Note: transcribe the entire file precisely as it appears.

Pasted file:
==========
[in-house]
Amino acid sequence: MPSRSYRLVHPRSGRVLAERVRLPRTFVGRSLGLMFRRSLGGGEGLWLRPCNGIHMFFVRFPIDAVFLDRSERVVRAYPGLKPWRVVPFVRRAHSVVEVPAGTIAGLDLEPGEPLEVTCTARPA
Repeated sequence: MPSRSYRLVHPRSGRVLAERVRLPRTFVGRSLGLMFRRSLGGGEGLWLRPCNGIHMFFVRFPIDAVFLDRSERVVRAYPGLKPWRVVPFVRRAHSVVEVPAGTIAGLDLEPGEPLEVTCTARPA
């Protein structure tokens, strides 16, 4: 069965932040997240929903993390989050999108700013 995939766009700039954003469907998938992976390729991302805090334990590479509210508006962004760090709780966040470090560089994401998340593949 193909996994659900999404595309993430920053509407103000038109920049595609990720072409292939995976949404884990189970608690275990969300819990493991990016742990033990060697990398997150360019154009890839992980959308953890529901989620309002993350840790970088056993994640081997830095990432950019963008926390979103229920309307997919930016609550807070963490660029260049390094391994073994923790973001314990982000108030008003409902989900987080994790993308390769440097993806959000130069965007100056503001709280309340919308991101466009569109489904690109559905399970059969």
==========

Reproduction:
[in-house]
Amino acid sequence: MPSRSYRLVHPRSGRVLAERVRLPRTFVGRSLGLMFRRSLGGGEGLWLRPCNGIHMFFVRFPIDAVFLDRSERVVRAYPGLKPWRVVPFVRRAHSVVEVPAGTIAGLDLEPGEPLEVTCTARPA
Repeated sequence: MPSRSYRLVHPRSGRVLAERVRLPRTFVGRSLGLMFRRSLGGGEGLWLRPCNGIHMFFVRFPIDAVFLDRSERVVRAYPGLKPWRVVPFVRRAHSVVEVPAGTIAGLDLEPGEPLEVTCTARPA
């Protein structure tokens, strides 16, 4: 069965932040997240929903993390989050999108700013 995939766009700039954003469907998938992976390729991302805090334990590479509210508006962004760090709780966040470090560089994401998340593949 193909996994659900999404595309993430920053509407103000038109920049595609990720072409292939995976949404884990189970608690275990969300819990493991990016742990033990060697990398997150360019154009890839992980959308953890529901989620309002993350840790970088056993994640081997830095990432950019963008926390979103229920309307997919930016609550807070963490660029260049390094391994073994923790973001314990982000108030008003409902989900987080994790993308390769440097993806959000130069965007100056503001709280309340919308991101466009569109489904690109559905399970059969």